Yet in Asunción -- where contraband smugglers and money launderers are an essential part of the Paraguayan economy -- local deputy Hermes Rafael Saguier said he regrets Paraguay "hasn't done what is necessary to obtain a full certification from the United States, because recognition in drug enforcement is a sine qua non for a country's insertion in the society of nations."
While disqualification of Colombia's drug-fighting efforts carries little economic impact -- since it doesn't exclude the nation of 35 million from the Andean Trade Preference Act (ATPA) -- it does scare the country's business executives, who unsuccessfully lobbied in Washington against decertification. For one thing, the new policy requires the United States to delay loans from such institutions as the Inter-American Development Bank and the International Bank for Reconstruction and Development, a policy that could put a serious damper on foreign investment. It also allows the Clinton administration to slash Colombia's sugar quota, or raise tariffs at any time.
Under ATPA -- which includes Bolivia, Colombia, Ecuador, Peru and Venezuela -- the five Andean nations receive preferential U.S. tariffs in exchange for destroying coca crops and capturing drug smugglers. In this manner, Colombia alone saves $50 million to $60 million in tariffs every year. Overall U.S.-Colombian trade is valued at $7 billion a year, with Colombia's biggest legal exports including cut flowers, ceramics, coffee, bananas, textiles and leather goods.
Not surprisingly, talk of reducing or eliminating ATPA benefits puts businessmen here in a panic.
"This could have terrible consequences," says Francisco Piedrahita Echeverri, executive president of the Medellín Chamber of Commerce, whose upbeat projection of 4% economic growth for 1996 was issued before the certification debate began dominating headlines in this attractive city of 2.5 million. "How can it be that in the late 20th century, one country is telling another what to do?"
The concern is equally palpable in Bogotá, where one of Colombia's fastest-growing industries -- cut flowers -- is concentrated. Maria Isabel Patiño, president of the Colombian Association of Flower Exporters, says her country exported $374.7 million worth of carnations, roses, marigolds and other colorful buds during the first nine months of 1995. Of that total, $293.9 million (78.4%) went to the U.S. -- thanks to ATPA, which exempts Colombia from having to pay an 8% duty on cut flowers. If that $40 million trading advantage suddenly disappeared, she warned, so might the jobs of 75,000 people.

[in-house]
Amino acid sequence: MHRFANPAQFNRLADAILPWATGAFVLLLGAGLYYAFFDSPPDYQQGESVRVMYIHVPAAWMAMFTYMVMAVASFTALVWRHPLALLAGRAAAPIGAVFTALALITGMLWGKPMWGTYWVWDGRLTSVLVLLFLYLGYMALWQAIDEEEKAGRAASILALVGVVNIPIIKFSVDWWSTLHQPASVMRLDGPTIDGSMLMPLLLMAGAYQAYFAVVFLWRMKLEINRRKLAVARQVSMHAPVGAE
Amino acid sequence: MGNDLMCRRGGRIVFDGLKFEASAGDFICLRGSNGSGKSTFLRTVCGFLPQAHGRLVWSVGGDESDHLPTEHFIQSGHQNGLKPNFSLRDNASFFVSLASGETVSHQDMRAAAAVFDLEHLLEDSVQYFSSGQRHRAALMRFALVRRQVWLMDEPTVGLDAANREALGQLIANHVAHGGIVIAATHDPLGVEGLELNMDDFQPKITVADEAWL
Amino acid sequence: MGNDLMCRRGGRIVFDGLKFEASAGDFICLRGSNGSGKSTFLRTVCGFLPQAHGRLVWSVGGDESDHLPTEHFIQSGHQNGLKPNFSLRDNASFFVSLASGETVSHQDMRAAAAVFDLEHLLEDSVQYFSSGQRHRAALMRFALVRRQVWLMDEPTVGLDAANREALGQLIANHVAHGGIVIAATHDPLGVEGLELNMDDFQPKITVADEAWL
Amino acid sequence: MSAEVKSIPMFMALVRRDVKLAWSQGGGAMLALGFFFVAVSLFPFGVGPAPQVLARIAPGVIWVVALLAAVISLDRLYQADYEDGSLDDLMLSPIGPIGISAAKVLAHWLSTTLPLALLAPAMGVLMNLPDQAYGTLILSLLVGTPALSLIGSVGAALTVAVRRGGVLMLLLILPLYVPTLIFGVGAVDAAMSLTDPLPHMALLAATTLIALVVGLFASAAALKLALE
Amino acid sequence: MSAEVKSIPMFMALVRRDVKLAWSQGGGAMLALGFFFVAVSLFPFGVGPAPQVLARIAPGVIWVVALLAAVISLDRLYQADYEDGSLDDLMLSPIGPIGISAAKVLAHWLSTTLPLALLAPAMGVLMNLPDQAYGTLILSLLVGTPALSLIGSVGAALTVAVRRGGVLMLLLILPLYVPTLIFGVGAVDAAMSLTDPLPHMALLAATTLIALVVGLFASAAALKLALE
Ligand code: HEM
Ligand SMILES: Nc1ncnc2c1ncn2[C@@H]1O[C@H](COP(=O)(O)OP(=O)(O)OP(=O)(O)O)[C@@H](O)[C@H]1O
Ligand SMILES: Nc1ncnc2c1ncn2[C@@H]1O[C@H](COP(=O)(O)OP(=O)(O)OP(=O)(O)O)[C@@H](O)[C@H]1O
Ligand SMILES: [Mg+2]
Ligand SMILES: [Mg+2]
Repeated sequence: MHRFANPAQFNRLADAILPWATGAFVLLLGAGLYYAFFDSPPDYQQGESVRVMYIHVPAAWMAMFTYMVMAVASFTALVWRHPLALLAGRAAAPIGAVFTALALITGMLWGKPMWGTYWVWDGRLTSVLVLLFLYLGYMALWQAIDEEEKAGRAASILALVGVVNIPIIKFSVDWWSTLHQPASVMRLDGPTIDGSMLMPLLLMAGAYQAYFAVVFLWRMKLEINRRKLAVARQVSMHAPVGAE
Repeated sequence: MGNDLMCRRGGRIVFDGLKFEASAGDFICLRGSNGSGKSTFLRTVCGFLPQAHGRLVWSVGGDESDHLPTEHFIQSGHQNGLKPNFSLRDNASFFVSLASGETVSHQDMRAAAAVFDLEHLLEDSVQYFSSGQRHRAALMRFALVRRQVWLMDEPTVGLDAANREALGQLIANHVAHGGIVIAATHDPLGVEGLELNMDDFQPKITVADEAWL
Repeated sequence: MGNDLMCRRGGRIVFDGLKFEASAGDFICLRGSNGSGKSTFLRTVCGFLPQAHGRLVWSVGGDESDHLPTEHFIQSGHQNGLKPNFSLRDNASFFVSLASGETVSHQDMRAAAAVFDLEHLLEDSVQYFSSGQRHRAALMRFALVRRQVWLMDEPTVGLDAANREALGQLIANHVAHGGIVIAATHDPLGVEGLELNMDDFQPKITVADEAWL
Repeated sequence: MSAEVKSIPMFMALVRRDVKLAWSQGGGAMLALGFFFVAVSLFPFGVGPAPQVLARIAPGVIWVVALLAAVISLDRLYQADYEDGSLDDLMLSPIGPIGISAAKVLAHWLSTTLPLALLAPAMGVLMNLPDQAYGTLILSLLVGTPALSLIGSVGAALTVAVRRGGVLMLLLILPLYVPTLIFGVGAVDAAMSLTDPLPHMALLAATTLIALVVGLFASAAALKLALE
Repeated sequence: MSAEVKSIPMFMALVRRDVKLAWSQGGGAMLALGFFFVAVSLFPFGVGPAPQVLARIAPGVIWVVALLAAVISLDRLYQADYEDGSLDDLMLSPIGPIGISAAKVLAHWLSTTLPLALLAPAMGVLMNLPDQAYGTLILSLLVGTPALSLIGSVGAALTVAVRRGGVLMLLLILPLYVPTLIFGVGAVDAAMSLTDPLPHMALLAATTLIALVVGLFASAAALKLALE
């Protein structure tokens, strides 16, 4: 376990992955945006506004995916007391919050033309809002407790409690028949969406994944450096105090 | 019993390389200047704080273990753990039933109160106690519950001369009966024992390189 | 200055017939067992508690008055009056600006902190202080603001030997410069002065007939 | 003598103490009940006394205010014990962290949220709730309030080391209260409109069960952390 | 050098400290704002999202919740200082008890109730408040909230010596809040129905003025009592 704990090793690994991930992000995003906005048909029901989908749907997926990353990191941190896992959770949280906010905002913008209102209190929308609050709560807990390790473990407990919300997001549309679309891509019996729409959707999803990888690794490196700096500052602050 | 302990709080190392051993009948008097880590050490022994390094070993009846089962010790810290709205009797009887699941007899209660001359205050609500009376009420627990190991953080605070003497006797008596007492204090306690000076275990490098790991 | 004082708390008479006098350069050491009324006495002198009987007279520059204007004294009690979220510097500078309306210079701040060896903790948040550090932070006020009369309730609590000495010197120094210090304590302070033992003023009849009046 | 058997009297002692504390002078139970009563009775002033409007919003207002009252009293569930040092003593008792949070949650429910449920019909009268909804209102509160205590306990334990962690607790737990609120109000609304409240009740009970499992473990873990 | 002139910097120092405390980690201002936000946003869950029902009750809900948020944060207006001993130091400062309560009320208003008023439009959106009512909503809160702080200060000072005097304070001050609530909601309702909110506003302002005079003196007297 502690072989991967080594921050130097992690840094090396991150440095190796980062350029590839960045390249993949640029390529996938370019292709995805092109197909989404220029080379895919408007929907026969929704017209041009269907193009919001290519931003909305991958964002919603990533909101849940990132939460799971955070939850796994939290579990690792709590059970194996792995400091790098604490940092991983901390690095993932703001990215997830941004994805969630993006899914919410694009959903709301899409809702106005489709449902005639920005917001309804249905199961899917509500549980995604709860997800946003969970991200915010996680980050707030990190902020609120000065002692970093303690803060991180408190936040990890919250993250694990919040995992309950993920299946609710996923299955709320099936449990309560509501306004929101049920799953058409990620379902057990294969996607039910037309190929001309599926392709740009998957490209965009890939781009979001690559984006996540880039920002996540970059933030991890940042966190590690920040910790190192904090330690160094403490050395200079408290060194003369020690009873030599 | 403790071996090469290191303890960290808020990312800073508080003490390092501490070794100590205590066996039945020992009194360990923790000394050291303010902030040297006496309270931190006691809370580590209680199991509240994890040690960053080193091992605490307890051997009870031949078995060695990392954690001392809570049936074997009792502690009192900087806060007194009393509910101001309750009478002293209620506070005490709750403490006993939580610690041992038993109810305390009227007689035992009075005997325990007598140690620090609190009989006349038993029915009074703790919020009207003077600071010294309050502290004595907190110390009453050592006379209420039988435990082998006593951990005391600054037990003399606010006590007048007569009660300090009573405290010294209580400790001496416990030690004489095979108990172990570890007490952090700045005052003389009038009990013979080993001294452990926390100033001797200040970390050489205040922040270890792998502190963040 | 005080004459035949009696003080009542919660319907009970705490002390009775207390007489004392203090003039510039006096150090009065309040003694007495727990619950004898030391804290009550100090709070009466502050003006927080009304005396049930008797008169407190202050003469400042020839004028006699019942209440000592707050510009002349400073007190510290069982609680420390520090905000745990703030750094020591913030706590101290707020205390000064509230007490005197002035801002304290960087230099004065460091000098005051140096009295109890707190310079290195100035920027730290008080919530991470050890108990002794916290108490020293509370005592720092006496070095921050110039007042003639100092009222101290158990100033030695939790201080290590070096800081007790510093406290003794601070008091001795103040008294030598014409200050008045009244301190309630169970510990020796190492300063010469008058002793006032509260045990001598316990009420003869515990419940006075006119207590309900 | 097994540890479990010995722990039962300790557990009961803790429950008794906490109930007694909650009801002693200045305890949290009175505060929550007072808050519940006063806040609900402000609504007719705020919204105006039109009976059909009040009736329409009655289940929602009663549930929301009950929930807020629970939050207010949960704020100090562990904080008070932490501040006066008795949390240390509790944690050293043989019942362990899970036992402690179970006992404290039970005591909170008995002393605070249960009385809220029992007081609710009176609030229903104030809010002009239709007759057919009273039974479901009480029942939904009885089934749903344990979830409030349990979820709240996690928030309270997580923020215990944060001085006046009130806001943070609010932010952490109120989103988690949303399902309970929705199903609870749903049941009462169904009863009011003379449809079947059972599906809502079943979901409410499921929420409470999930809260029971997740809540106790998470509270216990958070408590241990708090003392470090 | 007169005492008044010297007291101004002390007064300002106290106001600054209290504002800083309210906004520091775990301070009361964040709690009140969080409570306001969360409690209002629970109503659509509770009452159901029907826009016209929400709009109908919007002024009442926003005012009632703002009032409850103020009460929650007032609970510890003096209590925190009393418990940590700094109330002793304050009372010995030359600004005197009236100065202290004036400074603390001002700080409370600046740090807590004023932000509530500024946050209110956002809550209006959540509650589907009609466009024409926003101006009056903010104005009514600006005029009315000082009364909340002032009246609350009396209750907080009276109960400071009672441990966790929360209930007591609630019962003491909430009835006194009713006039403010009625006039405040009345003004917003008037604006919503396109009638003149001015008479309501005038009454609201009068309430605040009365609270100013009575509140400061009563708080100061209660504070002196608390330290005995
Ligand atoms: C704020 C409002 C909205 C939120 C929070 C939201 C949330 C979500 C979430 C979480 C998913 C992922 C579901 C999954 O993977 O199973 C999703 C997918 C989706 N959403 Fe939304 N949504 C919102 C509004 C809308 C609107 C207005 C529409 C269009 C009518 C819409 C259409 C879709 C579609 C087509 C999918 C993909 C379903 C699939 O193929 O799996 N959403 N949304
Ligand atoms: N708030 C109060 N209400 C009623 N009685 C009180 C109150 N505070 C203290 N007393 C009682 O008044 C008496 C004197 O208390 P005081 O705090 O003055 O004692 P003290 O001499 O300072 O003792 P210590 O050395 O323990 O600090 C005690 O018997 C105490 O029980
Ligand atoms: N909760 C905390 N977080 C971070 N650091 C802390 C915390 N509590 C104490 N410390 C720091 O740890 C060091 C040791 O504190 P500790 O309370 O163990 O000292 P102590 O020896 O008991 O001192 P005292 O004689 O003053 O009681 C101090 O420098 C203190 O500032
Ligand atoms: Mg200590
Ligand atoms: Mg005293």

"This would affect everybody in the flower sector. If we have to pay an 8% duty and other countries don't, our price to the consumer will be increased," she said. "I think it would be unjustified, because the country, the government and the private sector have shown results against the drug dealers. You can see the kingpins in jail. The United States shouldn't use decertification as a political instrument."
But that's exactly what Washington is doing. Sources say the original idea behind ATPA -- drafted five years ago by the Bush administration -- was to create a constituency within Colombia's private sector that would have a vested interest in fighting the country's cocaine cartels. That hasn't happened, say administration officials who point to Samper's involvement with drug lords and the country's lack of an effective money-laundering law.
A big part of Clinton's motivation, of course, is his desire to appear tough on drugs in the face of vigorous election-year campaigning by Republican presidential hopeful Bob Dole. Yet the president's decision is also a stinging indictment of Samper, who had never been trusted by the U.S. government and who is now being urged by politicians of all parties -- including his own -- to resign for the good of the country.
"Democracy demands respect for the law by all citizens, including the president," said Alvaro Uribe Vélez, governor of Antioquia, Colombia's second-largest department.
Few Colombians, in fact, doubt that Samper's link to narcodollars was a key factor in Clinton's decision to decertify Colombia. "Although the U.S. intervention is repugnant and unacceptable," wrote Bogotá's El Tiempo, "the president must admit that the only reason for the decertification is he himself."
In late March, Samper indicated for the first time that he might step down before his term expires. If he does, that would relieve Colombians of a major headache, go a long way toward restoring the warm ties between Washington and Bogotá -- and undoubtedly clear the way for Colombia's full certification in 1997.